In vivo exposure of the marine sponge Chondrilla nucula Schmidt, 1862 to cadmium (Cd), copper (Cu) and lead (Pb) and its potential use for bioremediation purposes

Antonio Mazzola, Chiara Copat, Alfina Grasso, Roberta Pecoraro, Margherita Ferrante, Maria Violetta Brundo

Research output: Contribution to journalArticlepeer-review

10 Citations (Scopus)

Abstract

The study aimed to test the cadmium (Cd), copper (Cu) and lead (Pb) bioaccumulation capacity of the marine sponge Chondrilla nucula and to measure the expression of metallothioneins (MTs) by a western blotting assay to explore metal tolerance and its potential use as a bioremediator in contaminated coastal areas. C. nucula was sampled in a protected marine area in order to perform experiments on organisms living in a healthy environment. Under laboratory conditions, the sponges were exposed to increasing concentrations of Cd, Cu and Pb in tanks filled with artificial seawater set up for the experiments. For each metal, three waterborne concentrations (mgL−1) of Cd (0.02–0.04-0.08), Cu (0.1–0.2-0.4) and Pb (0.2–0.4-0.8) were considered separately. SPSS 20.0 was used for statistical analysis. Significant differences in bioaccumulation across levels of each metal were highlighted. Moreover, the amount accumulated in sponges increased proportionately with increasing levels of exposure for each metal as well as MT expression after Cd and Pb exposure. The results demonstrate the efficiency of C. nucula in accumulating high levels of Cu, but a low tolerance to progressively higher concentrations for Cd and Pb. The study suggests the suitability of the use of this species in bioremediation plans for moderately contaminated environments. However, the biological response in the field should be verified by the use of transplanted organisms from a control site to a polluted site.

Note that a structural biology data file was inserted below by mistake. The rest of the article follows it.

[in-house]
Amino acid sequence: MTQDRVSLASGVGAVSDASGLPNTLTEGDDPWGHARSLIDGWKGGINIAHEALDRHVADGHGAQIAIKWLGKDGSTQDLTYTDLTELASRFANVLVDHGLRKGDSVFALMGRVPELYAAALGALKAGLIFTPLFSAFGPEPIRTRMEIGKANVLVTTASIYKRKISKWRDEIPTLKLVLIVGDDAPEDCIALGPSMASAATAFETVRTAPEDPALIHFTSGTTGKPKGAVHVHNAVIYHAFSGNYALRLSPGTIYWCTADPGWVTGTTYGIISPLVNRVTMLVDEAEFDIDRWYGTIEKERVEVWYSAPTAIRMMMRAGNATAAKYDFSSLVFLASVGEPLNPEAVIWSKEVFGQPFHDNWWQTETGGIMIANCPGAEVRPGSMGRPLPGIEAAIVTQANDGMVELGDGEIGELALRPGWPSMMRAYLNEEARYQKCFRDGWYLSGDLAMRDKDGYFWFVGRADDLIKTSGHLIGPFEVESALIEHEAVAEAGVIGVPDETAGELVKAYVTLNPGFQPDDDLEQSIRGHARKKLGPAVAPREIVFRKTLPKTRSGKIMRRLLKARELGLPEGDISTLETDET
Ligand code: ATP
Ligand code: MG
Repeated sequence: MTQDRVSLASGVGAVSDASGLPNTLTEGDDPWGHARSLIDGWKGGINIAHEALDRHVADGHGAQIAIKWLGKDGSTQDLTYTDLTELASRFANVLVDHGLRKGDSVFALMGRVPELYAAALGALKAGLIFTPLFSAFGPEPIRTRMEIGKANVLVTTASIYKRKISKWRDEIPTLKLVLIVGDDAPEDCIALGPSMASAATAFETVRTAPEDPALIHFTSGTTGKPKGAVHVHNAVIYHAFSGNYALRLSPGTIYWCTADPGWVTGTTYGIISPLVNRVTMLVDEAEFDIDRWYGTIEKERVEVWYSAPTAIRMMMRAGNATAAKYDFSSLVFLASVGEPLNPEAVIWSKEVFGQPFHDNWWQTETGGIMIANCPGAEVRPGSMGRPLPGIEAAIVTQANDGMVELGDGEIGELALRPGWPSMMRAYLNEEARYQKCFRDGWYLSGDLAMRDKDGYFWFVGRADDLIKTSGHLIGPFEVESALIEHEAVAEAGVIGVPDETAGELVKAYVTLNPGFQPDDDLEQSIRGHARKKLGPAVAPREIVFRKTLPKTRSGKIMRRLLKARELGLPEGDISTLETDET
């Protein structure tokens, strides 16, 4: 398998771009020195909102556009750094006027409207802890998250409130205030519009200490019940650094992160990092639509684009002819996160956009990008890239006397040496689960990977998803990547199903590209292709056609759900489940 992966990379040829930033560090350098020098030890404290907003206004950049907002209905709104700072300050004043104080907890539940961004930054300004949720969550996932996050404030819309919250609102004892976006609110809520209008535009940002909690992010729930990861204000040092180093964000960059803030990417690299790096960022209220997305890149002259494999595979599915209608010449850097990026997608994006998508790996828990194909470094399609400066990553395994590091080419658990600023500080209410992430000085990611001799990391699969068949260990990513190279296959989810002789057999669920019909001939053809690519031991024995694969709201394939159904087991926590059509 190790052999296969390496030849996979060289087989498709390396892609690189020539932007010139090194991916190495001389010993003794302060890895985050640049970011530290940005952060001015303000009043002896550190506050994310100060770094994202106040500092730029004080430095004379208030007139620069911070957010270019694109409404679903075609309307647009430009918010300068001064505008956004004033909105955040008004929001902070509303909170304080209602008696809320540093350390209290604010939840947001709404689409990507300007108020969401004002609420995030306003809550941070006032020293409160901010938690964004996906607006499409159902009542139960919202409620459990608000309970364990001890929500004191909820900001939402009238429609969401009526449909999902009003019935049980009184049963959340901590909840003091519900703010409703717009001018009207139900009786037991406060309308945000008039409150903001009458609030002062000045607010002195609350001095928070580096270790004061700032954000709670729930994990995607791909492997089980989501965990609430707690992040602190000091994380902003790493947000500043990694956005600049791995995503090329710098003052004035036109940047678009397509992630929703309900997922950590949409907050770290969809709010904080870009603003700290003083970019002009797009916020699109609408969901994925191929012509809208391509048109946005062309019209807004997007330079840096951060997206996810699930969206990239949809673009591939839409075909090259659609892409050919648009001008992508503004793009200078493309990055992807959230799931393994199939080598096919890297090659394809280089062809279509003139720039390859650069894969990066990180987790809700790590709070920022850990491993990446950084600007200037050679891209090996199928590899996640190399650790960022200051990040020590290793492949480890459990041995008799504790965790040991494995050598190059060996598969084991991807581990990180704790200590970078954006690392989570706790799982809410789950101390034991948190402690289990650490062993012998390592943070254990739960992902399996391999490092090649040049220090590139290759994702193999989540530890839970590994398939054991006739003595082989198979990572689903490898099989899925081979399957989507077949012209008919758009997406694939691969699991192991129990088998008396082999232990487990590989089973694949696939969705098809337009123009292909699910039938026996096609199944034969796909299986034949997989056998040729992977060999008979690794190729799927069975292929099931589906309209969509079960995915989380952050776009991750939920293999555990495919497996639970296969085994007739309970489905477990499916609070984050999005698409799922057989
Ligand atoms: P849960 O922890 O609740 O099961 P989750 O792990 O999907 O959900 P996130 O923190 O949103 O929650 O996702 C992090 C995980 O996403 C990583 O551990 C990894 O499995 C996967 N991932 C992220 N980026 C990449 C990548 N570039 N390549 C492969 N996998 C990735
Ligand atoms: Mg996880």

Original languageEnglish
Pages (from-to)1049-1057
Number of pages9
JournalChemosphere
Volume193
Publication statusPublished - 2018

All Science Journal Classification (ASJC) codes

  • Environmental Engineering
  • Pollution
  • Health, Toxicology and Mutagenesis
  • General Chemistry
  • Environmental Chemistry

Fingerprint

Dive into the research topics of 'In vivo exposure of the marine sponge Chondrilla nucula Schmidt, 1862 to cadmium (Cd), copper (Cu) and lead (Pb) and its potential use for bioremediation purposes'. Together they form a unique fingerprint.

Cite this